neither shalt thou favour a poor man in his cause.
This week’s parshah is packed with mitzvot and is a fine parshah to study if you wish to understand what Judaism is truly about in form and essence.
Thus you can’t fully understand the whole meaning and spectrum of these laws if you ignore the Oral Law and might quickly dismiss them as outdated; after all who owns a slave or even an ox nowadays?
A closer examination of the mitzvot will soon show you that numerous laws which are part and parcel of Jewish ethicq have derived from laws that were given to the Jewish people thousands of years ago. For more about this, check Rachel’s post.
One that particularly appeals to me as a teacher is found at 23:3. In the educational field I find that we often favor the “poor” (either literally or academically) to the detriment of other students with the disastrous effect that the latter find the system unfair with those who more or less respect the rules most of the time. In the end it makes them distrustful of both adults and the Law. Not exactly the kind of message a school is supposed to send.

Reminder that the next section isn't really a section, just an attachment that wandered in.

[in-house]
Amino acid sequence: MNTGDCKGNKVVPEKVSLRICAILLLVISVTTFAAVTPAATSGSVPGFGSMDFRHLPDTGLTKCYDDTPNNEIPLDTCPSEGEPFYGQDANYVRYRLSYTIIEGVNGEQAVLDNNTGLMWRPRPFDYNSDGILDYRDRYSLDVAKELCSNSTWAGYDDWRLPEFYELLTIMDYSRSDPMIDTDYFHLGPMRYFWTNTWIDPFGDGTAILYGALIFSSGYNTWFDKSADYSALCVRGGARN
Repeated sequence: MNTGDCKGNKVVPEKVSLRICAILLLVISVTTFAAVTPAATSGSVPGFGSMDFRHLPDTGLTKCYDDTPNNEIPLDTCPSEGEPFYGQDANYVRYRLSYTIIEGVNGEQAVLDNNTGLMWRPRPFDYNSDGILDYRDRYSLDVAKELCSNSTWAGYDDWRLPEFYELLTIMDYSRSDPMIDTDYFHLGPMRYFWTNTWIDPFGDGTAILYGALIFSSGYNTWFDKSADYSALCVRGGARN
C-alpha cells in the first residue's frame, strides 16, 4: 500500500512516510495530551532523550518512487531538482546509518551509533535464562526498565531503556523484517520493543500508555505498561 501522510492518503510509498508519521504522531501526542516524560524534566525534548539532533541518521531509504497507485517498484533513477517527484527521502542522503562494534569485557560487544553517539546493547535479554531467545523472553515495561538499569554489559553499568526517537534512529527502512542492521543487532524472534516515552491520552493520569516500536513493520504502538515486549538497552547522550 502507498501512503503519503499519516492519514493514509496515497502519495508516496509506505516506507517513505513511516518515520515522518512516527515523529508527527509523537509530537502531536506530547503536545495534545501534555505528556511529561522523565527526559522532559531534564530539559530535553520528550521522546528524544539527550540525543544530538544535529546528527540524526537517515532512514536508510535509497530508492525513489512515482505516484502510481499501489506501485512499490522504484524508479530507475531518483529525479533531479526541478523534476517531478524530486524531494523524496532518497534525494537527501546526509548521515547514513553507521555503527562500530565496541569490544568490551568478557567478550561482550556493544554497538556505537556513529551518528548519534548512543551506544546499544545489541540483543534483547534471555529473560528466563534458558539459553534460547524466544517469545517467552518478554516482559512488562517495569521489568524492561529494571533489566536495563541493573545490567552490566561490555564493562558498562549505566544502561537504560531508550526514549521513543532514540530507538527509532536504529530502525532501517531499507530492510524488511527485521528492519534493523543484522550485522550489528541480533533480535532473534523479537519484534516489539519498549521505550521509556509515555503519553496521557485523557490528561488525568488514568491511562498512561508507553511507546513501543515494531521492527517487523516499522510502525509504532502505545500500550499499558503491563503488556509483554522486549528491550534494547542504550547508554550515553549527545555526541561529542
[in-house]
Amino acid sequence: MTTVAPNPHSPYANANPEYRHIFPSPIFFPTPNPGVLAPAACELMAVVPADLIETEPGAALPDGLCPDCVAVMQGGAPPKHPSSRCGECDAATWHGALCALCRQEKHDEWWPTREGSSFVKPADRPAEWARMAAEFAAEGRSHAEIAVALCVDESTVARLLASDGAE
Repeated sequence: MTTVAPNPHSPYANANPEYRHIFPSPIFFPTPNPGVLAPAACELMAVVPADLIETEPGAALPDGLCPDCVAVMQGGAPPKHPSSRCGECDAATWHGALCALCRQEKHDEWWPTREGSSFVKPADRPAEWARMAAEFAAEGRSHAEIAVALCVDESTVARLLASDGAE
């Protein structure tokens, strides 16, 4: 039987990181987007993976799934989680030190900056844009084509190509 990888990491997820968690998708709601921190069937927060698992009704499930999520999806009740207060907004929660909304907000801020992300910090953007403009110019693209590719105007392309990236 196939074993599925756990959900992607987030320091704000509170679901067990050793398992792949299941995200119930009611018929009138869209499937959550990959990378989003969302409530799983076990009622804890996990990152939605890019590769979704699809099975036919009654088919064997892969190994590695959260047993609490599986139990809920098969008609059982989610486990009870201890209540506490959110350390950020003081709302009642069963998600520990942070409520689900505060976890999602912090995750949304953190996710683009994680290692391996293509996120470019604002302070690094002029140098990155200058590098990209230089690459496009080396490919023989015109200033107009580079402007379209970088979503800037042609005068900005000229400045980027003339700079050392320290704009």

I don’t mean that students with very particular circumstances should never receive special treatment but that, in the end, they should be helped to be held liable just like their peers. It is a narrow path for a school administration and for teachers but one that responsible grown-upss should feel it is their duty to follow.